Since Canton (Guangdong) is close to the sea, a lot of dishes in Cantonese cuisine use seafood. Har Guen, or fried shrimp rolls, is one of them. Shrimps are wrapped with dried beancurd sheets (fu pei) into rolls, then deep fried to crispy perfection. To suit modern tastes, dimsum shops often serve them with dips like mayonnaise and garlic chilli sauce.
Chee Cheong Fun
Many dimsum items are bite-sized, so if you’re looking for something more substantial, there’s chee cheong fun, ie steamed rice noodle rolls. The name actually means ‘pig intestine noodles’, since they look like pig intestines. Chee cheong fun starts off as a ‘sheet’: a mixture of rice flour, tapioca or glutinous rice flour plus water is poured over a special flat pan. The heat causes it to solidify; it is then rolled into its signature long shape and sliced. The noodles are very versatile, and different places serve different versions, but the ones you find at dimsum shops are usually served plain and drizzled over with soy sauce, or stuffed with shrimp (no surprise) or barbecued pork. Here in Malaysia, dimsum restos often add sambal or chilli on top.
Lo Mai Gai
My dad and brother are typical Asians. Rice is a must have at every meal, which is why they always order this glutinous rice dish whenever we have dimsum. Traditionally, the rice, together with ingredients like mushroom, Chinese sausage and pork is wrapped in a lotus leaf and steamed, giving it a fragrant aroma – but modern versions use an aluminium foil bowl so that it’s easier to remove (sourcing for lotus leaves is probably an expensive endeavour too). The rice has a chewy texture with a sticky ‘glaze’ to it.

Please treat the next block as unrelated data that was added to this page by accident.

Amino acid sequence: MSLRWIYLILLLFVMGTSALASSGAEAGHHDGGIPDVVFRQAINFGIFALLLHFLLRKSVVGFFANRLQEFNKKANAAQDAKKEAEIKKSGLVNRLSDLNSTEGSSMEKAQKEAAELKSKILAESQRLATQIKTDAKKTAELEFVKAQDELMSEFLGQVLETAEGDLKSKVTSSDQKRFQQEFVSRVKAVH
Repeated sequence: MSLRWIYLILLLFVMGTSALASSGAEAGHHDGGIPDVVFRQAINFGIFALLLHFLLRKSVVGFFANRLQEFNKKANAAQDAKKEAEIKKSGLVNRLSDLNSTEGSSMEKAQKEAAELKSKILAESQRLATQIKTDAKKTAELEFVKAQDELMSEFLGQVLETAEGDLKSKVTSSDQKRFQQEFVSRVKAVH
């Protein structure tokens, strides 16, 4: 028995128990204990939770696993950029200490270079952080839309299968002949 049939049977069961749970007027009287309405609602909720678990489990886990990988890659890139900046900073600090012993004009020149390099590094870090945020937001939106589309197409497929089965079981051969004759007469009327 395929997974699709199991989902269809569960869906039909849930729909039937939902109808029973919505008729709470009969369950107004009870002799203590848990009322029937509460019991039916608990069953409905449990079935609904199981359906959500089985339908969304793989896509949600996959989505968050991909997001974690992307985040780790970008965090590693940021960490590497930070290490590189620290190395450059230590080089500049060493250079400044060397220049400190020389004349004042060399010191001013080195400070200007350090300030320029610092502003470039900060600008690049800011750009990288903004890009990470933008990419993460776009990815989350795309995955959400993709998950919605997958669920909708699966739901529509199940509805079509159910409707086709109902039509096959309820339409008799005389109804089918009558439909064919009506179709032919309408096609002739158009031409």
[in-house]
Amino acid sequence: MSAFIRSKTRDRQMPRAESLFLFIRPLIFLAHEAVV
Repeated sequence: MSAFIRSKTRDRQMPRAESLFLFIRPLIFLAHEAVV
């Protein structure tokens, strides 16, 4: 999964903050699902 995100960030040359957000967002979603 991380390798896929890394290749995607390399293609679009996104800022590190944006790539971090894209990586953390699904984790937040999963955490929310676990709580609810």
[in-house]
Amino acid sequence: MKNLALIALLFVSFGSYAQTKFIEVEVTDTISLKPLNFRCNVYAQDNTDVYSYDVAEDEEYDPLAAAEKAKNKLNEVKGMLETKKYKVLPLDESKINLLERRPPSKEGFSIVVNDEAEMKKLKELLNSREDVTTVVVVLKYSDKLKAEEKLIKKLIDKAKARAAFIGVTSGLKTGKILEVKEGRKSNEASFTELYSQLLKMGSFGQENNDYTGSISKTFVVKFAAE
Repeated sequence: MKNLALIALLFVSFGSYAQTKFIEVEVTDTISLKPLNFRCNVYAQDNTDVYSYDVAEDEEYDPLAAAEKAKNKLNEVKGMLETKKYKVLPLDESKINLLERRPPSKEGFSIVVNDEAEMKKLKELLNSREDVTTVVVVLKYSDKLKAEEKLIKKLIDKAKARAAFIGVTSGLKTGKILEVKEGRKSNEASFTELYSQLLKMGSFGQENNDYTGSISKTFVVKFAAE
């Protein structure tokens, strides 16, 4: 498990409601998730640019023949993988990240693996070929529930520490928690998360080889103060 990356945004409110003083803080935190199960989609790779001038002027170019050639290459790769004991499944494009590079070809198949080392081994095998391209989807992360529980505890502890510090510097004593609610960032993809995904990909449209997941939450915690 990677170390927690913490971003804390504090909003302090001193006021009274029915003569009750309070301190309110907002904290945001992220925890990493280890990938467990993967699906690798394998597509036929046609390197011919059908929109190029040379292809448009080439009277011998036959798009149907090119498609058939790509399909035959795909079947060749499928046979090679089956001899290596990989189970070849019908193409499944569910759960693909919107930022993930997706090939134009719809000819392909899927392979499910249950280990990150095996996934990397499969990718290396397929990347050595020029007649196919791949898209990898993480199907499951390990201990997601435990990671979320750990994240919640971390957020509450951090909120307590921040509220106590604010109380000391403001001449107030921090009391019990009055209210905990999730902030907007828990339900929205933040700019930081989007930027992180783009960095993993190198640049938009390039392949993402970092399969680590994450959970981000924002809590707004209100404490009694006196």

Lo Bak Go
“Lo bak” refers to carrots, but these savoury ‘cakes’ are actually made from Chinese radish. Water, rice flour and starch is added to mashed radish roots to form squares, which are then deep fried. Sometimes ingredients like dried shrimp, dried mushrooms, Chinese sausage and jinhua ham are added to give it more flavour. The starch/flour gives the cakes a crisp, brown coating, whilst retaining a soft but solid consistency throughout. Chao lo bak go is essentially the same, but stir fried with vegetables like bean sprouts and chilli instead of deep fried.
Lao Sar Bao
My personal favourite, lao sar bao (molten lava bun) is a relatively new creation to grace the menus of dim sum restaurants. Popularised in recent years due to the salted egg yolk custard craze, these steamed buns are soft and fluffy with a sweet and creamy filling of mashed salted egg yolks. The filling is a wonderful balance between sweet and salty, and although it has a sandy texture on the tongue (due to the egg yolk mash), it still slides down your throat effortlessly. There’s almost a sensual quality when you tear the buns apart and watch as the filling oozes out. Hmmh.
Deep fried yam puffs? Comfort food at its best. The pastry has a croquette-like texture, in that it’s flaky and crumbly rather than firm like other types of deep fried dumplings. At first bite, you get a light and crispy texture on the outside, before moving on to the smooth, paste-like consistency of the yam. Finally, there’s the juicy centre of moist pork and vegetables.
Of course, we can’t round off the meal without dessert. Dan taat, or Cantonese egg tarts are inspired by English tarts and the Portuguese pastel de nata; a vestige of British colonial influence in Canton / Hong Kong, as well as Portuguese influence in Macao. While dan taat isn’t traditional dimsum per se (it was only sold beginning the early 20th century), it is a staple on many dimsum restaurant menus today, as well as in Hong Kong-style char chaan tengs (coffeeshops). Making the pastry is tedious process, as it requires multiple folding to get that flaky texture, and a careful baking process to ensure the custard is perfect. I can’t imagine a more fitting dessert to end a dim sum feast.
And there you have it! This is by no means a comprehensive guide: there are literally dozens if not over a hundred different types of dimsum, some of which even I have not tasted before. But hopefully, if you haven’t been to a dimsum resto before, this will give you a better idea of some dishes to order and make the experience less intimidating.